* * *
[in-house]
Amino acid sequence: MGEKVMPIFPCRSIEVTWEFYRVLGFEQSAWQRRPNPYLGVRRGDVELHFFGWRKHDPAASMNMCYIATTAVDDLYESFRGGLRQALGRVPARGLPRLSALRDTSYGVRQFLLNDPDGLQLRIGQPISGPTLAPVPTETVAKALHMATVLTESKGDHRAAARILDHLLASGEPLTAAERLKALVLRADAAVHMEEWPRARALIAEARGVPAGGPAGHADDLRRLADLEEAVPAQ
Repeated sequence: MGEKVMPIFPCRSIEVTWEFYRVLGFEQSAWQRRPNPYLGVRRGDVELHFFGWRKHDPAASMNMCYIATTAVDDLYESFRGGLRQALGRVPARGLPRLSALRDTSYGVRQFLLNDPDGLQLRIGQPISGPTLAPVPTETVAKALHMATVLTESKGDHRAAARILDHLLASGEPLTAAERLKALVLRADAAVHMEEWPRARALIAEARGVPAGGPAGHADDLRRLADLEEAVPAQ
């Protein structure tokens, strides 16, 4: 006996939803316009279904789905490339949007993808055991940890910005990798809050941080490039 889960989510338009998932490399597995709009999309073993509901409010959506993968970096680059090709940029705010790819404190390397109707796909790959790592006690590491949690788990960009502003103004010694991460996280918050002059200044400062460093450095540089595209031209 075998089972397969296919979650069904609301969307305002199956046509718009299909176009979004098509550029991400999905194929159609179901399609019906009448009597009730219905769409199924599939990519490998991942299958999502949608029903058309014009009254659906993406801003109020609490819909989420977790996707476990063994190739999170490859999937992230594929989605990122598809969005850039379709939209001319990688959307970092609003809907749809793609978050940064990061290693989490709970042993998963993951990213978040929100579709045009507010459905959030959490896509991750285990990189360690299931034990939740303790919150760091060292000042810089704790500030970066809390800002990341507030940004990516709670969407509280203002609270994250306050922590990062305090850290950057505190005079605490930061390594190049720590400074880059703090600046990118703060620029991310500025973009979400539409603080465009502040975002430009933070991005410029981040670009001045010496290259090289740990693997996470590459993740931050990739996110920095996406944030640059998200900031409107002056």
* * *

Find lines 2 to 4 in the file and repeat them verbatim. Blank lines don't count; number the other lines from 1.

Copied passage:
Amino acid sequence: MGEKVMPIFPCRSIEVTWEFYRVLGFEQSAWQRRPNPYLGVRRGDVELHFFGWRKHDPAASMNMCYIATTAVDDLYESFRGGLRQALGRVPARGLPRLSALRDTSYGVRQFLLNDPDGLQLRIGQPISGPTLAPVPTETVAKALHMATVLTESKGDHRAAARILDHLLASGEPLTAAERLKALVLRADAAVHMEEWPRARALIAEARGVPAGGPAGHADDLRRLADLEEAVPAQ
Repeated sequence: MGEKVMPIFPCRSIEVTWEFYRVLGFEQSAWQRRPNPYLGVRRGDVELHFFGWRKHDPAASMNMCYIATTAVDDLYESFRGGLRQALGRVPARGLPRLSALRDTSYGVRQFLLNDPDGLQLRIGQPISGPTLAPVPTETVAKALHMATVLTESKGDHRAAARILDHLLASGEPLTAAERLKALVLRADAAVHMEEWPRARALIAEARGVPAGGPAGHADDLRRLADLEEAVPAQ
């Protein structure tokens, strides 16, 4: 006996939803316009279904789905490339949007993808055991940890910005990798809050941080490039 889960989510338009998932490399597995709009999309073993509901409010959506993968970096680059090709940029705010790819404190390397109707796909790959790592006690590491949690788990960009502003103004010694991460996280918050002059200044400062460093450095540089595209031209 075998089972397969296919979650069904609301969307305002199956046509718009299909176009979004098509550029991400999905194929159609179901399609019906009448009597009730219905769409199924599939990519490998991942299958999502949608029903058309014009009254659906993406801003109020609490819909989420977790996707476990063994190739999170490859999937992230594929989605990122598809969005850039379709939209001319990688959307970092609003809907749809793609978050940064990061290693989490709970042993998963993951990213978040929100579709045009507010459905959030959490896509991750285990990189360690299931034990939740303790919150760091060292000042810089704790500030970066809390800002990341507030940004990516709670969407509280203002609270994250306050922590990062305090850290950057505190005079605490930061390594190049720590400074880059703090600046990118703060620029991310500025973009979400539409603080465009502040975002430009933070991005410029981040670009001045010496290259090289740990693997996470590459993740931050990739996110920095996406944030640059998200900031409107002056």